He increased his dairy heard to 1,200 cows, his cattle to 3,500 head, and his sheep to 1,700. He also had over 700 hogs. Buell planted barley and wheat, put in orchards and planted vineyards. His ranch employed over 50 men, had a local post office, general store and school for the children.

The ranch was a small town within itself.

But prolonged drought in the mid 1870s threatened Buell with ruin as he had borrowed heavily against the ranch to develop it. Buell was forced to sell 12,000 acres in 1890 to get back on a firm financial footing. (Part of this acreage was later purchased by the Danish-American Corporation to establish Solvang.)

Buell died in 1905 at the age of 78, leaving a wife Emily Budd and six sons. Linus, his oldest son from a previous marriage, managed the farm until the younger children reached maturity, then each would receive a part of the ranch.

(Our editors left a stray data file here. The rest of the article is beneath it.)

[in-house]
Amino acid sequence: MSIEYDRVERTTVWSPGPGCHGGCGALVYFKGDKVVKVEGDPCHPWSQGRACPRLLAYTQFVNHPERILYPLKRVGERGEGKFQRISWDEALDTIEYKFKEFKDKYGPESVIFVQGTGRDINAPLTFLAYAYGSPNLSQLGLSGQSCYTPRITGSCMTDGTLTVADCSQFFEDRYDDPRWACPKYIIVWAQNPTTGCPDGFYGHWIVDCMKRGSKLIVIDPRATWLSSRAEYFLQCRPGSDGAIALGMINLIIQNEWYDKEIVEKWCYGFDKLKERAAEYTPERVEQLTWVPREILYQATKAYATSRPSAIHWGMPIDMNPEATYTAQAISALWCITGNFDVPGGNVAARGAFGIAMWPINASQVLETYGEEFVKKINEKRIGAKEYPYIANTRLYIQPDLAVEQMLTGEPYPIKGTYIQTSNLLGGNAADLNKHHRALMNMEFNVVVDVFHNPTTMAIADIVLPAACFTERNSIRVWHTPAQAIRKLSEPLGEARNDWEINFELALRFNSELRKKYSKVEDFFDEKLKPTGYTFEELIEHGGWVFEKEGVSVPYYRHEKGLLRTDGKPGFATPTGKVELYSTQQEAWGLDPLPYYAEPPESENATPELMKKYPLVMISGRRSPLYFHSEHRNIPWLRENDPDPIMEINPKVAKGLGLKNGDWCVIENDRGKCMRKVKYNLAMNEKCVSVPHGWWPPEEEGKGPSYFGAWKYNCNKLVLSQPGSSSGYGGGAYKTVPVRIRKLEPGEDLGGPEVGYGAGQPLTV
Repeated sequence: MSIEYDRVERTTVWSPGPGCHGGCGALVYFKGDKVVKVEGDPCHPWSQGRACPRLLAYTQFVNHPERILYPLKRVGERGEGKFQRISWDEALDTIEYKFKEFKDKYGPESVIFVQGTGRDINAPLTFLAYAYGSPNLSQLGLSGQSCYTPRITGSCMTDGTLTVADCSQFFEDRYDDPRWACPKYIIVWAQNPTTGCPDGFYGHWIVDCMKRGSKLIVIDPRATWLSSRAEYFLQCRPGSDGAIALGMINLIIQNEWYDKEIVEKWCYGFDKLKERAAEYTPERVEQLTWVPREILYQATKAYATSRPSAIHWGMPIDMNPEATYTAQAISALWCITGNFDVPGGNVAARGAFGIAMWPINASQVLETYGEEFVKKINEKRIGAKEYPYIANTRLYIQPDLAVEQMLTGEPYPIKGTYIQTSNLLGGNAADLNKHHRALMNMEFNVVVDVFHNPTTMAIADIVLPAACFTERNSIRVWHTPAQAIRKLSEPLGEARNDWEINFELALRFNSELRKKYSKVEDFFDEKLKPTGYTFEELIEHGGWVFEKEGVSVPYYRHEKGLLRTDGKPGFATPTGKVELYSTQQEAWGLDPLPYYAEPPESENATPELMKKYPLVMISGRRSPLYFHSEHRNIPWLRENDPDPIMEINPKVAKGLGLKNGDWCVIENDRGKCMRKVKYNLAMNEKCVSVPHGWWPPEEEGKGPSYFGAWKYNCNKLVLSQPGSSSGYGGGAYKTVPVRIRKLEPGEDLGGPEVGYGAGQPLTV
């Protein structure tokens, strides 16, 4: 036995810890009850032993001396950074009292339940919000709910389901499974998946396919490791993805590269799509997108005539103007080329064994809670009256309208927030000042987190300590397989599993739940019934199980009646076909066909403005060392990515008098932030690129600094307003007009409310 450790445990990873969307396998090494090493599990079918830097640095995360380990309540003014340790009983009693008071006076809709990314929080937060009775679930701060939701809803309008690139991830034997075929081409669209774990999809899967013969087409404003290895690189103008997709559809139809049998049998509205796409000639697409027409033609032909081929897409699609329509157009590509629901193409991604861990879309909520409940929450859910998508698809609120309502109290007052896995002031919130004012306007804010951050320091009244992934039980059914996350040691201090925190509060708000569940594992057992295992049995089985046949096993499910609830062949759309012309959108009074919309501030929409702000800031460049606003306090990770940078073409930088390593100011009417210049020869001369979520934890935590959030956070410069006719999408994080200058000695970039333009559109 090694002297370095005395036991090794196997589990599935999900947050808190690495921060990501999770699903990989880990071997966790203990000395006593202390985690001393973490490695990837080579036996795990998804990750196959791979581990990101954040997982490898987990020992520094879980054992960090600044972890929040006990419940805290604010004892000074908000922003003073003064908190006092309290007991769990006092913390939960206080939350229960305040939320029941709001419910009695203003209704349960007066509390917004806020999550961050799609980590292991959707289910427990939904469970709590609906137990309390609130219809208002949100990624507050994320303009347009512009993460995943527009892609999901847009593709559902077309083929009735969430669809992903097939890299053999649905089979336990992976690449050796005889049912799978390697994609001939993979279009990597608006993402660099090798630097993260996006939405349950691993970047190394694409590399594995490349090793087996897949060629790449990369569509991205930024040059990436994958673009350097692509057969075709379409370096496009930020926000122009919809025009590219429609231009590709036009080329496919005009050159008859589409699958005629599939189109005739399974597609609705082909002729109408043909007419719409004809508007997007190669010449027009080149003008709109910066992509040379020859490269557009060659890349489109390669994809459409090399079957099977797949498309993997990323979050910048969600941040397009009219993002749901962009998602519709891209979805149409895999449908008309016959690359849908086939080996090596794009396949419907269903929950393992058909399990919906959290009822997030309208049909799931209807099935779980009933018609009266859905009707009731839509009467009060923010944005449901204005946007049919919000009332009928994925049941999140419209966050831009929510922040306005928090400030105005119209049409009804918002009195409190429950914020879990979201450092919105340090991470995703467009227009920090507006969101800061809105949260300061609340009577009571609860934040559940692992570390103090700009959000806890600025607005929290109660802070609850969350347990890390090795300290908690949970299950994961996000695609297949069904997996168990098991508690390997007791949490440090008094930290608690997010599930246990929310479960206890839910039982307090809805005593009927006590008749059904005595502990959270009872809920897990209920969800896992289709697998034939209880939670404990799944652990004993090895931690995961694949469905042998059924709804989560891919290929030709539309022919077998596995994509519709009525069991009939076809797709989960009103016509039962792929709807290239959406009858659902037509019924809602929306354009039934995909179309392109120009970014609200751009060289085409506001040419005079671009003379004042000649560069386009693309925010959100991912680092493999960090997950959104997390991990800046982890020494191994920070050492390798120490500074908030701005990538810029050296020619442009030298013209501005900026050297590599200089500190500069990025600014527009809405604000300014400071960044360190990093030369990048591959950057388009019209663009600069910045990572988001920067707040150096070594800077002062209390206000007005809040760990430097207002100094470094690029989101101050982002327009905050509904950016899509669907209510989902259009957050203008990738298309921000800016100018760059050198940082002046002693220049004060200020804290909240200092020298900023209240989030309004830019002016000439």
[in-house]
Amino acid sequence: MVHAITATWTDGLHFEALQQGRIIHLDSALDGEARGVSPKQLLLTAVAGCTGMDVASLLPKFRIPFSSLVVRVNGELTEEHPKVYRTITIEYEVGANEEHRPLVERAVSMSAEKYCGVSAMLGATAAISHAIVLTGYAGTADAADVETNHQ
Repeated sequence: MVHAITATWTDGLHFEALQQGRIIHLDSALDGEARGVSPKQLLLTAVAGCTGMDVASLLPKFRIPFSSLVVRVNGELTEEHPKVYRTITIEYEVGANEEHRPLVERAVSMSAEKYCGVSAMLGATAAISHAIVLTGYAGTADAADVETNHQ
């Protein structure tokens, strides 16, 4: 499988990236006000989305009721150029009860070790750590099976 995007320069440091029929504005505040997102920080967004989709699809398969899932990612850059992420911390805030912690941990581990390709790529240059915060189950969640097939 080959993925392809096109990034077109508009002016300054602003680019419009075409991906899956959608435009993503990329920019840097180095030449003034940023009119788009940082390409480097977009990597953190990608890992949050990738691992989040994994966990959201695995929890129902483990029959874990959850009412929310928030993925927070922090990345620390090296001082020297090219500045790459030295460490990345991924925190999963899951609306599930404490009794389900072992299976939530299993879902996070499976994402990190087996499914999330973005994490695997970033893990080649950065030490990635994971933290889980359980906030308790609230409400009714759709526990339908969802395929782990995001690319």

Linus is credited with saving the family estate after his father's death. The ranch was split into seven parts in 1913.

Then William Budd, the brother of Buell's wife Emily, and Buell's brother-in-law, applied to the federal government for a post office in 1920. A town called “Buell” already existed in Buell, Oregon and had a federally recognized post office, so the name Buell was denied.

Budd changed his application to “Buellton”, and it was granted. Buellton was now an official town. William Budd not only obtained “official” status for the post office, but also established and operated many businesses in Buellton – one of which was a small store purchased by Anton and Juliette Andersen in 1924, which became Andersen’s Electric Café, the forerunner of Andersen’s Split Pea Soup Restaurant.

1924, Andersen’s Electric Café established